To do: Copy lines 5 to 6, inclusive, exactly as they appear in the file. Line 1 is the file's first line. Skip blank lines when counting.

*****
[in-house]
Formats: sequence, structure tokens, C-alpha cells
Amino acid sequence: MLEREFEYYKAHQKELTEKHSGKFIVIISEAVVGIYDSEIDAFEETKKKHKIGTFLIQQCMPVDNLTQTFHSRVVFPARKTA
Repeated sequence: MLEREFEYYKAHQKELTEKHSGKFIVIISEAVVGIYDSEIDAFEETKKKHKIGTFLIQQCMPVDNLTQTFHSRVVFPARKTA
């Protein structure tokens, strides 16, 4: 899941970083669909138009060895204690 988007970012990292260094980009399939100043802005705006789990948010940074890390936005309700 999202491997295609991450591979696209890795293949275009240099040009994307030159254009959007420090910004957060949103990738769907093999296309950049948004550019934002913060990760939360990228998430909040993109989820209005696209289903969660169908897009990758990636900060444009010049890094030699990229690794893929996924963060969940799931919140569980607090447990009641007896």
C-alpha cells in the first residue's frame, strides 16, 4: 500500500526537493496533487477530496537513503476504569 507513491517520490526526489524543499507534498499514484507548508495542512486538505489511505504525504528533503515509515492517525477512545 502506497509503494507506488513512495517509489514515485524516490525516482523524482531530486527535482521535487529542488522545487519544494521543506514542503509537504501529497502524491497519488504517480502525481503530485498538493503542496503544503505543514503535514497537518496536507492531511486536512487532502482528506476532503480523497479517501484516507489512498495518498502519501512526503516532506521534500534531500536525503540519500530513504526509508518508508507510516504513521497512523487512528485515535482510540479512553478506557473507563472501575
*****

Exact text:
């Protein structure tokens, strides 16, 4: 899941970083669909138009060895204690 988007970012990292260094980009399939100043802005705006789990948010940074890390936005309700 999202491997295609991450591979696209890795293949275009240099040009994307030159254009959007420090910004957060949103990738769907093999296309950049948004550019934002913060990760939360990228998430909040993109989820209005696209289903969660169908897009990758990636900060444009010049890094030699990229690794893929996924963060969940799931919140569980607090447990009641007896």
C-alpha cells in the first residue's frame, strides 16, 4: 500500500526537493496533487477530496537513503476504569 507513491517520490526526489524543499507534498499514484507548508495542512486538505489511505504525504528533503515509515492517525477512545 502506497509503494507506488513512495517509489514515485524516490525516482523524482531530486527535482521535487529542488522545487519544494521543506514542503509537504501529497502524491497519488504517480502525481503530485498538493503542496503544503505543514503535514497537518496536507492531511486536512487532502482528506476532503480523497479517501484516507489512498495518498502519501512526503516532506521534500534531500536525503540519500530513504526509508518508508507510516504513521497512523487512528485515535482510540479512553478506557473507563472501575